Let’s start with the basics: we are what we feel. With apologies to the Beatles, all we need is not love, but without it, what’s the point of relationships? Buying is an act of love with brands, because you choose that one over all others. In the world we live in, few brands reciprocate the love of their customers. But those that do are clearly growing in every way.

For many years the “like” has been the thermometer of influence in social networks. However, the social world that is growing every day in the online world is no longer satisfied with liking. Liking is incomplete, it is imperfect, it is a romance with no future. People need love. Because love is commitment, it is surrender, it is five senses, love is the gasoline of the engine of life. And as life is about emotions, the relationship between brands and people begins to evolve from the incompleteness of “like” to the fullness of “love”.

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Sometimes we buy, sometimes we consume, but we always feel.

Emotions drive buying decisions, not logic. We buy without logic. Emotions prevail, the universe of intangibles that materializes in feelings. The consulting firm Forrester corroborated that emotions are an essential element of the consumer experience that brands must address to establish meaningful connections. Consumers’ emotions have a significant impact on their behavior.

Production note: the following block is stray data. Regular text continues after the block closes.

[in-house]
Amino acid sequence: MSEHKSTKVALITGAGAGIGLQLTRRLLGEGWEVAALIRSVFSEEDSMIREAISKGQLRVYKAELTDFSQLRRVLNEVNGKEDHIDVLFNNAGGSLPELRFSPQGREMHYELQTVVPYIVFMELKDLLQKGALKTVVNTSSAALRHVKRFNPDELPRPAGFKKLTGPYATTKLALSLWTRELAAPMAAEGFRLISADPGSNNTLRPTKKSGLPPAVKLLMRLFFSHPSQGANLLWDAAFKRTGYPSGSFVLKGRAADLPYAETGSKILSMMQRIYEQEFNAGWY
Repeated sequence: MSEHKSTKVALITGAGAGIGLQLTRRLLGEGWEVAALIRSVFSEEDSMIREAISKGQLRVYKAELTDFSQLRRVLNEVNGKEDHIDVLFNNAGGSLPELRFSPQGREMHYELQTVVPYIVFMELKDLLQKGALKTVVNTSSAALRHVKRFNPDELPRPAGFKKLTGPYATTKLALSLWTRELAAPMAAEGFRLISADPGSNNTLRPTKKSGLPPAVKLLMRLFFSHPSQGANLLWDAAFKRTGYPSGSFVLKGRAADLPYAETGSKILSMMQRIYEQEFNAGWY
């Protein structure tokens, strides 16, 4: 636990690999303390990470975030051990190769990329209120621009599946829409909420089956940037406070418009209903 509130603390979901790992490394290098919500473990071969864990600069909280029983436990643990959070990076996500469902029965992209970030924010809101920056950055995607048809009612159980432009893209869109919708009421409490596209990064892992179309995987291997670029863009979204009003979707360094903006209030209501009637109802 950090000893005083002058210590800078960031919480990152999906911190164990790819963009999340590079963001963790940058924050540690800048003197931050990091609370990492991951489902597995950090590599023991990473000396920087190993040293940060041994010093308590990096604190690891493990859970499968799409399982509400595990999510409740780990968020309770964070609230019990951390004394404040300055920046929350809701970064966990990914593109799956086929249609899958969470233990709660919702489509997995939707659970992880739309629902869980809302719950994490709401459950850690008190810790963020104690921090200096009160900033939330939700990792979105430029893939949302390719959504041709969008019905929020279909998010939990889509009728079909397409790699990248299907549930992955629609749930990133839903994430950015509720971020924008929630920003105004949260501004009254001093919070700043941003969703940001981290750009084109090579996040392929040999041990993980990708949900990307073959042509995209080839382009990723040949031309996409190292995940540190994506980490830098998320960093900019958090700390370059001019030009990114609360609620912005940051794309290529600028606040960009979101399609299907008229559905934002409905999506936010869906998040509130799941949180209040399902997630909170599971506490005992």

I was recently asked “How much emotion and how much truth is there in Branding?” To which I replied, “Emotions are truth. You can’t lie with emotions. When you love, you love. When you are sad, you are sad. When you are happy, you are happy. Emotion is part of truth and truth is part of emotion. Now, connecting emotionally with people, for brands, is the great challenge ahead of them”.

Our life is the sum of what we feel. From the moment we wake up until we go to sleep, and even in dreams. The mind allows us to remember those perceptions that are able to connect emotionally with us. The essential, which remains invisible to the eye, connects with people. The same happens to us with those brands that manage to move and surprise us, those that make our lives easier or happier. We are living in a fast, accelerated world, in which we feel that the soul is splitting from the body at such a speed. Precisely because of this, feeling is beginning (or rather: is becoming again) a scarce commodity.

“We are not naturally rational. We have the possibility of being rational but through a tremendous personal effort and thanks to a social and cultural context that contributes to make it possible. We are slaves to our emotions and our environment. Being rational is possible if we control negative emotions and enhance positive ones,” confirms neurologist and professor António Damásio.